Technology Failure in Business – Case Study Example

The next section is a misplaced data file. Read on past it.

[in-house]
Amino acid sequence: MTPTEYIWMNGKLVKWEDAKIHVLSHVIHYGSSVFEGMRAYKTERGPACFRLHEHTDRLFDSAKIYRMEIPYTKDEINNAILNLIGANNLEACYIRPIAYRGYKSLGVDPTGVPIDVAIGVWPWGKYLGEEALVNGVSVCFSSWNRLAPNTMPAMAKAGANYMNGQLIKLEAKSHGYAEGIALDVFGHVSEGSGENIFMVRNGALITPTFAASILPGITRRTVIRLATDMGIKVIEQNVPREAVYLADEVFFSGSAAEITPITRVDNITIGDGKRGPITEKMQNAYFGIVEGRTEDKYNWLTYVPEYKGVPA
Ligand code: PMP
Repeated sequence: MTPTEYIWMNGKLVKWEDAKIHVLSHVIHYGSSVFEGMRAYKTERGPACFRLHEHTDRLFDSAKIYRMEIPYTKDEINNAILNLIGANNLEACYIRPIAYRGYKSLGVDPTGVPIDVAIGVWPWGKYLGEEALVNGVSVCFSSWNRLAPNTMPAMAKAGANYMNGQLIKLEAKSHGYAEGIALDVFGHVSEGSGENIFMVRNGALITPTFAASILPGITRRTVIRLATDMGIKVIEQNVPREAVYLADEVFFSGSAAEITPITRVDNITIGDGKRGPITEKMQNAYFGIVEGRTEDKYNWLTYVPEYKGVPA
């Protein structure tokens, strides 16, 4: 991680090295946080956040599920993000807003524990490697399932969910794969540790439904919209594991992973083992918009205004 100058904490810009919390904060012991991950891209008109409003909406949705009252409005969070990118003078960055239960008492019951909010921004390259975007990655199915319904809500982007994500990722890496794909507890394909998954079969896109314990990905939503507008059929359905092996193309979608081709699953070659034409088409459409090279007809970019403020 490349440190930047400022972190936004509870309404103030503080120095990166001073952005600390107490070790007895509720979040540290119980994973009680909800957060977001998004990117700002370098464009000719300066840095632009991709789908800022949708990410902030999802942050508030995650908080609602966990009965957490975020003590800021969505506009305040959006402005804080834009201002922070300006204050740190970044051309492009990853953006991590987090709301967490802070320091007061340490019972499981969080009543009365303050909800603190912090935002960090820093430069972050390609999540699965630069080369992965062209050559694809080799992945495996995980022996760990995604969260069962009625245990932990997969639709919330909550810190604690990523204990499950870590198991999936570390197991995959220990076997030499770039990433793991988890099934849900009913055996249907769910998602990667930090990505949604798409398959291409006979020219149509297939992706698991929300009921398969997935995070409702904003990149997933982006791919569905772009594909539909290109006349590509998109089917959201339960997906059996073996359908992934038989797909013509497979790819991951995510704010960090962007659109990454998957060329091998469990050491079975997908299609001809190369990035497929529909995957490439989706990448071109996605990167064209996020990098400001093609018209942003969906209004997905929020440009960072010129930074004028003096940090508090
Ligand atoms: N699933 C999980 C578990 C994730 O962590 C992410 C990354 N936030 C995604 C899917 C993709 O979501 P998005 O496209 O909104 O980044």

The paper "Technology Failure in Business" is an excellent example of a business case study. Small and medium-sized enterprises (SMEs) are traditionally associated with high levels of technology failure due to factors such as lack of readiness for networking with other entities, incapacity for knowledge retention, and inefficiency in IT governance (Devos, Van Landeghem, & Deschoolmeester, 2008). Other factors include reluctance to employ advanced IT capabilities and incapacity to obtain sustainable competitiveness. Additionally, most SMEs that implement IT projects using outsourced environments are known to experience unique challenges (Grossman, 2011). The author of this paper assumes a consultant’s perspective with the view to providing recommendations aimed at addressing the failure of IT projects in outsourced environments. The problem identified in this case study is outsourced information systems (IS) failure (OISF) in SMEs due to differences between the principal (owner of SME) and agent (contractor or vendor). These differences revolve around inconsistent project goals, risk behavior variations, and information asymmetry or lop-sidedness (Devos et al., 2008). Outsourcing of IT projects occasions other problems which include lock-ins (inability of a client to get out of a relationship without experiencing extra costs) as well as legal or non-legal disputes. However, these secondary problems will not be addressed in this forum. The paper will focus on attempting to understand why outsourced IT projects fail in SME contexts and how this problem and the underlying symptoms (e.g., lack of trust, information asymmetry, goal differences and risk behavior variations) can be resolved. From a consultant’s perspective, it is important to use a business tool to address the problem since it is not related to IT security. As such, value chain analysis can be undertaken to work out a mechanism that could be used by the principal and agent to create the greatest possible value for the IT project. This tool revolves around three steps, namely “activity analysis, value analysis, as well as evaluation and planning” (Gunzenhauser & Bongulielmi, 2008, p. 465). In IT projects, all parties need to come together to identify the activities that need to be performed to deliver the project. These activities include establishing the project scope, defining work standards, and ensuring the free flow of operational processes. The first step encourages information sharing between the principal and the agent, thus addressing the problem of information asymmetry. This step also encourages the synchronization of the project’s goals, which in turn addresses the challenge of goal differences. The second step in the tool (value analysis) ensures that the principal and the agent work together to develop an IT project with the greatest value for customers (Gunzenhauser & Bongulielmi, 2008). This step is important as it not only encourages the creation of trusting relationships between the principal and the agent but also facilitates project success due to value addition. For example, the agent and the principal can work together to increase a project’s value propositions in terms of effectiveness, efficiency, lower costs, faster response times, and security considerations. The final step entails evaluating the viability of the IT project and designing a plan of action for successful implementation (Gunzenhauser & Bongulielmi, 2008). This step addresses the challenges of hidden costs and risk behavior differences. The three alternatives which can be used to put forth options from a diverse range of solutions include: Ensuring the SME’s vision, mission and objectives are effectively aligned with outsourcing management capabilities to enable the enterprise to manage IT vendors according to the laid down expectations (Grossman, 2011).